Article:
The Great Revolution by Khwaja Kamal-ud-Din

The Great Revolution

by Khwaja Kamal-ud-Din

In this book, Khwaja Kamal-ud-Din contrasts the revolution wrought by Islam with all its rationalism towards and understanding of Science versus the desperate want that Christianity and Hinduism are left in on this topic.
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In the name of Allah, the Beneficent, the Merciful.

The Great Revolution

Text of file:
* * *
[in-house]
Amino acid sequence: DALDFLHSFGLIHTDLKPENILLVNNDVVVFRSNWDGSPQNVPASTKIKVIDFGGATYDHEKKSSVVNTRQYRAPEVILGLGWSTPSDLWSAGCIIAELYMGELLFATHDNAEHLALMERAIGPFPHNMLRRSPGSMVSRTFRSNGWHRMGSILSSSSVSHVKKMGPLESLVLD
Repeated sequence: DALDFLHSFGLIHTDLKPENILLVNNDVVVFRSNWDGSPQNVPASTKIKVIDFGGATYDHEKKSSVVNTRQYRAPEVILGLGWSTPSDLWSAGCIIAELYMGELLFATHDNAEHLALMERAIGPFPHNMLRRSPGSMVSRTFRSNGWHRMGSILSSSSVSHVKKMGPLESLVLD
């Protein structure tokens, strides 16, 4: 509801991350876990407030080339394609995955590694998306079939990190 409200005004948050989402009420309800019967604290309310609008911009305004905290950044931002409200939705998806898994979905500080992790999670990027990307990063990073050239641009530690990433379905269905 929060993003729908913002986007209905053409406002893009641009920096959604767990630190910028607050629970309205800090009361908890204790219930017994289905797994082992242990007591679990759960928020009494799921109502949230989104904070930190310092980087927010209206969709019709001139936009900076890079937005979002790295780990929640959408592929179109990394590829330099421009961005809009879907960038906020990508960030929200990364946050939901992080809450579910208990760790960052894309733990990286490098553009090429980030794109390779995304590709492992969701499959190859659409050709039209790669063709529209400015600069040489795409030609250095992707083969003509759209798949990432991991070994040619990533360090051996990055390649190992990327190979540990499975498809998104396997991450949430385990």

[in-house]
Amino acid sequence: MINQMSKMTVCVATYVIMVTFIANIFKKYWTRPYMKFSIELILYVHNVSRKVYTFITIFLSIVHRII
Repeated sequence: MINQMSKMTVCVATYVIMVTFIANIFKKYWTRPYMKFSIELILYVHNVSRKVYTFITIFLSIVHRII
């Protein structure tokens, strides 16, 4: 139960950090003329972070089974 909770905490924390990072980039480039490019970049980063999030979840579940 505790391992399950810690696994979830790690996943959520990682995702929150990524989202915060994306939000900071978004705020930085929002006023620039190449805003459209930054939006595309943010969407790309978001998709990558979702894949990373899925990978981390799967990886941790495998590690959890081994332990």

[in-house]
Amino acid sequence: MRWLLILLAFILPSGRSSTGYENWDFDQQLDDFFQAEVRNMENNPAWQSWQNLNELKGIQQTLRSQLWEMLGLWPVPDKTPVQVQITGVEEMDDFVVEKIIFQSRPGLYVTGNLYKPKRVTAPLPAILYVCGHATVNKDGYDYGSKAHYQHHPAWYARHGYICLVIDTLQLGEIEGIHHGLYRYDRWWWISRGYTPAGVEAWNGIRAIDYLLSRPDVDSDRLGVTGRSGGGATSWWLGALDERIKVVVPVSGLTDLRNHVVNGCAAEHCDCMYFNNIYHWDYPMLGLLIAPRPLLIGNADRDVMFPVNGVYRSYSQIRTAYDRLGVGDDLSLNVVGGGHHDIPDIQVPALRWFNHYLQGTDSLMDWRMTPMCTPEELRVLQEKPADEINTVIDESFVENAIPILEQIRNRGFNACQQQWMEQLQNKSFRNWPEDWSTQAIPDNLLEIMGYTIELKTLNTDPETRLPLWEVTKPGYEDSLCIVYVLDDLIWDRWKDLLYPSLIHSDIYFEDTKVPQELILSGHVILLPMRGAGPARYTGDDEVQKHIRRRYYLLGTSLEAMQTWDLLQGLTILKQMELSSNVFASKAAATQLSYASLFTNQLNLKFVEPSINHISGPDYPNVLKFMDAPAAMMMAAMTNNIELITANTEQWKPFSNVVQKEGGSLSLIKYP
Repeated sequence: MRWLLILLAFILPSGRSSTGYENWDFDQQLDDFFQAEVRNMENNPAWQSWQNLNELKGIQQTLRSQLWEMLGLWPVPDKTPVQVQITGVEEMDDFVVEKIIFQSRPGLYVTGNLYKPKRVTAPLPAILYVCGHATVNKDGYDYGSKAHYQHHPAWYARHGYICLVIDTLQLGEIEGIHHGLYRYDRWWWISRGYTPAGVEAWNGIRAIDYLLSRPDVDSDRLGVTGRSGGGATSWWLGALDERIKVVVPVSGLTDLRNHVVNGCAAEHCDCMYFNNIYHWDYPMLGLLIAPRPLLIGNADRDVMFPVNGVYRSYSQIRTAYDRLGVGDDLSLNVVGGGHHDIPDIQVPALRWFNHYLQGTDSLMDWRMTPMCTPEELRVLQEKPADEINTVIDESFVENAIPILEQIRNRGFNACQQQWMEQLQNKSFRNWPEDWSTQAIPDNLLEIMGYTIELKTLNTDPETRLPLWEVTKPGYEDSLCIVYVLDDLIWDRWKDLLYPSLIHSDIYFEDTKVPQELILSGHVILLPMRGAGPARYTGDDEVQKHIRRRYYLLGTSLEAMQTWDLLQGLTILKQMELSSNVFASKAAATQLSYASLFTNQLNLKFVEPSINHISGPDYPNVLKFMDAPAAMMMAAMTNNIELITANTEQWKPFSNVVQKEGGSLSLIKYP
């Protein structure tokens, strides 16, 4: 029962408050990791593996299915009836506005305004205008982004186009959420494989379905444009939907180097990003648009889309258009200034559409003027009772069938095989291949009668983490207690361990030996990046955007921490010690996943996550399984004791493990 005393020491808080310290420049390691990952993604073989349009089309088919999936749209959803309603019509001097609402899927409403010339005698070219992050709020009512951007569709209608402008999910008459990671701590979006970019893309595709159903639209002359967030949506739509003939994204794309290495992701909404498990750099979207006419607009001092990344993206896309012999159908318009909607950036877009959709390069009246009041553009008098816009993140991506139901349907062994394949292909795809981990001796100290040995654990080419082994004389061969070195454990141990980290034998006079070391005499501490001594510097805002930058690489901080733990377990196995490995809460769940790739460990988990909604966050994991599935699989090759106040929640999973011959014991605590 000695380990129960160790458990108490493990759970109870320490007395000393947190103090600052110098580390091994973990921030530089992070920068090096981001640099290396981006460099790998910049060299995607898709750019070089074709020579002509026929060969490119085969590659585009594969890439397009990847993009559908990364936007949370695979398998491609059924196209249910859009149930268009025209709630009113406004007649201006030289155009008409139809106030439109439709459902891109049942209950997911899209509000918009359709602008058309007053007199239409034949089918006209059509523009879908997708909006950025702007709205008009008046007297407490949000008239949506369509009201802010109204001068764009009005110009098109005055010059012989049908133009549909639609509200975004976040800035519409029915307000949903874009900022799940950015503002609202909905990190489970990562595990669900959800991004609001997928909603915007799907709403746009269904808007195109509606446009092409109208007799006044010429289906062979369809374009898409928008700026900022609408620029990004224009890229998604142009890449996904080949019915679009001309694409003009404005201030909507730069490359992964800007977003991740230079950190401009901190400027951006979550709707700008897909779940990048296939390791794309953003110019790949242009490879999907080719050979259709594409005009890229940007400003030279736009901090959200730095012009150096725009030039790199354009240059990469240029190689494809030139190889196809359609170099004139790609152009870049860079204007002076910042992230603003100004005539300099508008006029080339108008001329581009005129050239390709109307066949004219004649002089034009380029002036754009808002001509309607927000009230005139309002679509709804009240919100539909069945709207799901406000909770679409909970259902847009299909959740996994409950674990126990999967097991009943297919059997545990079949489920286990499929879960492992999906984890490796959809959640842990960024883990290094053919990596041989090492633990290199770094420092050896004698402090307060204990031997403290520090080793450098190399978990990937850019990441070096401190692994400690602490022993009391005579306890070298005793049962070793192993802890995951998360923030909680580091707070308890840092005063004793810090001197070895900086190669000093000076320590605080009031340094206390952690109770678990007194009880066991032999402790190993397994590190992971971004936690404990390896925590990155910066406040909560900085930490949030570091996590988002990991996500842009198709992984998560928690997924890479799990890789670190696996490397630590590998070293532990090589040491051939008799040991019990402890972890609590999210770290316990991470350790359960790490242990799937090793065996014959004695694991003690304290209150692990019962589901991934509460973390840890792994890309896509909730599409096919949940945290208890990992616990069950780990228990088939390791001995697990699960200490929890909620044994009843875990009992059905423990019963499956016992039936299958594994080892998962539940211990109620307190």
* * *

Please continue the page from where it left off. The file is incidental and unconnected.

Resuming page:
The present Revolution though sudden and far-reaching in its consequences, is only the completion of that inaugurated by Islam thirteen and a half centuries ago. Islam introduced radical changes into every department of human thought, nay, it changed the very conception of religion, bringing, as it did, within its scope everything of any importance in life. It created a strong sense of monotheism, — in itself, no doubt, an ancient institution, but destined, nevertheless, to cause many a revolution in other branches of human society. It introduced democracy and the equality of mankind. It raised the status of women, and laid down principles, which were, in the long run, to abolish slavery, it sanctified labour and spoke strongly against usury — the root cause of capitalism and aristocracy. It made Nature subordinate to Man, and exposed the errors which had, aforetime, induced men to worship Nature in the guise of gods and goddesses. It encouraged new learning which reduced every component of the universe to the service of man, thus opening the door to material progress and giving an impetus to science, a thing unknown before Islam. Ignorance fought with Islam for the maintenance of old institutions, and though most of the reformations were accomplished within three centuries of the delivery of the Prophet’s message, the fight continued until the beginning of the present century when these reformations were brought to perfection. Events had begun to follow each other with greater rapidity, and in the beginning of the twentieth century they were strung as close as beads of a rosary. So it had been prophesied by the Holy Prophet Muhammad when he predicted a time which would bring Islam into prominence.